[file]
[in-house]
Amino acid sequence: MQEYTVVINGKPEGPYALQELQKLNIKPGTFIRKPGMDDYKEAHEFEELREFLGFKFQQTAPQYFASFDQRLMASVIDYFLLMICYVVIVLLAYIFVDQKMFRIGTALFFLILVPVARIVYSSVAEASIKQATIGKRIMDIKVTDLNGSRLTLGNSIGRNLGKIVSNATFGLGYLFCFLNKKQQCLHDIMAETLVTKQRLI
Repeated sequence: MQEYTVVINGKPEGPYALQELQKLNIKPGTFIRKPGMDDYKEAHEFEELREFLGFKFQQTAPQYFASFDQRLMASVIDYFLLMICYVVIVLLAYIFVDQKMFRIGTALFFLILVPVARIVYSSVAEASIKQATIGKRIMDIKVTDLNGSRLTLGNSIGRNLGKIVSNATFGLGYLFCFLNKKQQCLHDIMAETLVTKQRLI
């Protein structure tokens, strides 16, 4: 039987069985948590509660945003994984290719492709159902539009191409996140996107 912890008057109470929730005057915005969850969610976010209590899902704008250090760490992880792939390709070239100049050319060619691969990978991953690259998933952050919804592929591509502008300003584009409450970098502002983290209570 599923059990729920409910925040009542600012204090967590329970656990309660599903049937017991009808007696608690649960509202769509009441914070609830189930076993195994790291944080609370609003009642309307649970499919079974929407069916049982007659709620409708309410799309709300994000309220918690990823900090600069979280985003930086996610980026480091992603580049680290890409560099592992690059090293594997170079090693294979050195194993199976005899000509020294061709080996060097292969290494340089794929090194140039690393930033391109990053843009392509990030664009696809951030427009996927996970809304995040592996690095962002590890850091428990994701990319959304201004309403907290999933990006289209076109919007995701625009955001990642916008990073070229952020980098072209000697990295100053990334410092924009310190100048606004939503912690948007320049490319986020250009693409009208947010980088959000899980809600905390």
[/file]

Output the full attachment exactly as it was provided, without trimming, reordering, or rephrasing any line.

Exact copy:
[in-house]
Amino acid sequence: MQEYTVVINGKPEGPYALQELQKLNIKPGTFIRKPGMDDYKEAHEFEELREFLGFKFQQTAPQYFASFDQRLMASVIDYFLLMICYVVIVLLAYIFVDQKMFRIGTALFFLILVPVARIVYSSVAEASIKQATIGKRIMDIKVTDLNGSRLTLGNSIGRNLGKIVSNATFGLGYLFCFLNKKQQCLHDIMAETLVTKQRLI
Repeated sequence: MQEYTVVINGKPEGPYALQELQKLNIKPGTFIRKPGMDDYKEAHEFEELREFLGFKFQQTAPQYFASFDQRLMASVIDYFLLMICYVVIVLLAYIFVDQKMFRIGTALFFLILVPVARIVYSSVAEASIKQATIGKRIMDIKVTDLNGSRLTLGNSIGRNLGKIVSNATFGLGYLFCFLNKKQQCLHDIMAETLVTKQRLI
């Protein structure tokens, strides 16, 4: 039987069985948590509660945003994984290719492709159902539009191409996140996107 912890008057109470929730005057915005969850969610976010209590899902704008250090760490992880792939390709070239100049050319060619691969990978991953690259998933952050919804592929591509502008300003584009409450970098502002983290209570 599923059990729920409910925040009542600012204090967590329970656990309660599903049937017991009808007696608690649960509202769509009441914070609830189930076993195994790291944080609370609003009642309307649970499919079974929407069916049982007659709620409708309410799309709300994000309220918690990823900090600069979280985003930086996610980026480091992603580049680290890409560099592992690059090293594997170079090693294979050195194993199976005899000509020294061709080996060097292969290494340089794929090194140039690393930033391109990053843009392509990030664009696809951030427009996927996970809304995040592996690095962002590890850091428990994701990319959304201004309403907290999933990006289209076109919007995701625009955001990642916008990073070229952020980098072209000697990295100053990334410092924009310190100048606004939503912690948007320049490319986020250009693409009208947010980088959000899980809600905390």